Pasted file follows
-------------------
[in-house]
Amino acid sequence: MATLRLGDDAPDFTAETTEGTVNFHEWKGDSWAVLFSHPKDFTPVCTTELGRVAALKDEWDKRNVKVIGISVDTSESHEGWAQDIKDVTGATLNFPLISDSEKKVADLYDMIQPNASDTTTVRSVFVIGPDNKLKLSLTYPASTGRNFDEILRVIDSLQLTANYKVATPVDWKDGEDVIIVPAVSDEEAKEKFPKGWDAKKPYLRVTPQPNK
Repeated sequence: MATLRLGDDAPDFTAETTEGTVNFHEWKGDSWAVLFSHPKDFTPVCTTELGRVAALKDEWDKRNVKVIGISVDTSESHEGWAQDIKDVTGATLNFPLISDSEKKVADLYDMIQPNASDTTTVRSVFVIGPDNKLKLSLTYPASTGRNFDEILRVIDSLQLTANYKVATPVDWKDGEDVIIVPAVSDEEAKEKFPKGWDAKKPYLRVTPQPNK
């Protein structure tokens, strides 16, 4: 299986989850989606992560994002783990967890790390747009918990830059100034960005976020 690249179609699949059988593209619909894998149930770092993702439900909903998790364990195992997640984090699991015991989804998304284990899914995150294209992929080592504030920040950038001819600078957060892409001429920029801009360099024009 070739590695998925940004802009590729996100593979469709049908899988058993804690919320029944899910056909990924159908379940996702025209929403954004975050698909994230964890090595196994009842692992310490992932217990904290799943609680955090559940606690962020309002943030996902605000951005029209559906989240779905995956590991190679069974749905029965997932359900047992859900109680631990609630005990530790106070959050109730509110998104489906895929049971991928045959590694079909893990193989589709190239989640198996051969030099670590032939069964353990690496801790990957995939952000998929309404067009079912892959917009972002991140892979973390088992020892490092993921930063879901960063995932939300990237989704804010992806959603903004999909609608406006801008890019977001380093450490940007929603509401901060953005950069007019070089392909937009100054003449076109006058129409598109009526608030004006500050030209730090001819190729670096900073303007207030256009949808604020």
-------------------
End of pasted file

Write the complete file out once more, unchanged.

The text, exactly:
[in-house]
Amino acid sequence: MATLRLGDDAPDFTAETTEGTVNFHEWKGDSWAVLFSHPKDFTPVCTTELGRVAALKDEWDKRNVKVIGISVDTSESHEGWAQDIKDVTGATLNFPLISDSEKKVADLYDMIQPNASDTTTVRSVFVIGPDNKLKLSLTYPASTGRNFDEILRVIDSLQLTANYKVATPVDWKDGEDVIIVPAVSDEEAKEKFPKGWDAKKPYLRVTPQPNK
Repeated sequence: MATLRLGDDAPDFTAETTEGTVNFHEWKGDSWAVLFSHPKDFTPVCTTELGRVAALKDEWDKRNVKVIGISVDTSESHEGWAQDIKDVTGATLNFPLISDSEKKVADLYDMIQPNASDTTTVRSVFVIGPDNKLKLSLTYPASTGRNFDEILRVIDSLQLTANYKVATPVDWKDGEDVIIVPAVSDEEAKEKFPKGWDAKKPYLRVTPQPNK
């Protein structure tokens, strides 16, 4: 299986989850989606992560994002783990967890790390747009918990830059100034960005976020 690249179609699949059988593209619909894998149930770092993702439900909903998790364990195992997640984090699991015991989804998304284990899914995150294209992929080592504030920040950038001819600078957060892409001429920029801009360099024009 070739590695998925940004802009590729996100593979469709049908899988058993804690919320029944899910056909990924159908379940996702025209929403954004975050698909994230964890090595196994009842692992310490992932217990904290799943609680955090559940606690962020309002943030996902605000951005029209559906989240779905995956590991190679069974749905029965997932359900047992859900109680631990609630005990530790106070959050109730509110998104489906895929049971991928045959590694079909893990193989589709190239989640198996051969030099670590032939069964353990690496801790990957995939952000998929309404067009079912892959917009972002991140892979973390088992020892490092993921930063879901960063995932939300990237989704804010992806959603903004999909609608406006801008890019977001380093450490940007929603509401901060953005950069007019070089392909937009100054003449076109006058129409598109009526608030004006500050030209730090001819190729670096900073303007207030256009949808604020």